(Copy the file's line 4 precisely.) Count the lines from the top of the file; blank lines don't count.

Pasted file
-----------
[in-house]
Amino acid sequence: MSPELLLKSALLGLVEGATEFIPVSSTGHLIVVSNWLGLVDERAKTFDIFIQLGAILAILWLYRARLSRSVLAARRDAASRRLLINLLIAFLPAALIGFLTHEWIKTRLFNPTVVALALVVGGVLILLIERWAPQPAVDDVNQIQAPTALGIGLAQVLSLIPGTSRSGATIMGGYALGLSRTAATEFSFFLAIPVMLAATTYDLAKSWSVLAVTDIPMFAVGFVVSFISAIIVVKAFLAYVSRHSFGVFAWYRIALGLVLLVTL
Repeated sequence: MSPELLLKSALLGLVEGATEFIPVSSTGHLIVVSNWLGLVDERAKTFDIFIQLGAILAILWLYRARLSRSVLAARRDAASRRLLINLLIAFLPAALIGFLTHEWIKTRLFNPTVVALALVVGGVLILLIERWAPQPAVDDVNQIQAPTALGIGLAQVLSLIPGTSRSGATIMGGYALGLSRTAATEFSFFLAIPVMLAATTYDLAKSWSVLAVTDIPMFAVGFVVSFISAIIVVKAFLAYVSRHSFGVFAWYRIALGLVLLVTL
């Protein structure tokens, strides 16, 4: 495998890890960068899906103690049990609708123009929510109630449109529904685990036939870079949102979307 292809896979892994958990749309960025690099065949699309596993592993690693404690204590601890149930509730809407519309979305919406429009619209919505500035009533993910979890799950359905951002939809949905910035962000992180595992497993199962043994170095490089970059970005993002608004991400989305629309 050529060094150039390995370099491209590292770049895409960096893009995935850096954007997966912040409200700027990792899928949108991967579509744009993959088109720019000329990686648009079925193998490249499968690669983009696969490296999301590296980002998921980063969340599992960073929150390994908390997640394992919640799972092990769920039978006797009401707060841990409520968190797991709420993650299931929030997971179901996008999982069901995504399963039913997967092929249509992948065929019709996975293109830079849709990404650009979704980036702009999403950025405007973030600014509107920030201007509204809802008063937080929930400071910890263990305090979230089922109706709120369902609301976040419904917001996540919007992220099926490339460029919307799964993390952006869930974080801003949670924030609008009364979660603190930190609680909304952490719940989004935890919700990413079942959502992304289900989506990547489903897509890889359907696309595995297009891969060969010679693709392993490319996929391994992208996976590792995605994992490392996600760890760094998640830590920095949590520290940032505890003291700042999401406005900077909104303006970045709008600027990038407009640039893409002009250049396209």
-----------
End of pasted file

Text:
């Protein structure tokens, strides 16, 4: 495998890890960068899906103690049990609708123009929510109630449109529904685990036939870079949102979307 292809896979892994958990749309960025690099065949699309596993592993690693404690204590601890149930509730809407519309979305919406429009619209919505500035009533993910979890799950359905951002939809949905910035962000992180595992497993199962043994170095490089970059970005993002608004991400989305629309 050529060094150039390995370099491209590292770049895409960096893009995935850096954007997966912040409200700027990792899928949108991967579509744009993959088109720019000329990686648009079925193998490249499968690669983009696969490296999301590296980002998921980063969340599992960073929150390994908390997640394992919640799972092990769920039978006797009401707060841990409520968190797991709420993650299931929030997971179901996008999982069901995504399963039913997967092929249509992948065929019709996975293109830079849709990404650009979704980036702009999403950025405007973030600014509107920030201007509204809802008063937080929930400071910890263990305090979230089922109706709120369902609301976040419904917001996540919007992220099926490339460029919307799964993390952006869930974080801003949670924030609008009364979660603190930190609680909304952490719940989004935890919700990413079942959502992304289900989506990547489903897509890889359907696309595995297009891969060969010679693709392993490319996929391994992208996976590792995605994992490392996600760890760094998640830590920095949590520290940032505890003291700042999401406005900077909104303006970045709008600027990038407009640039893409002009250049396209």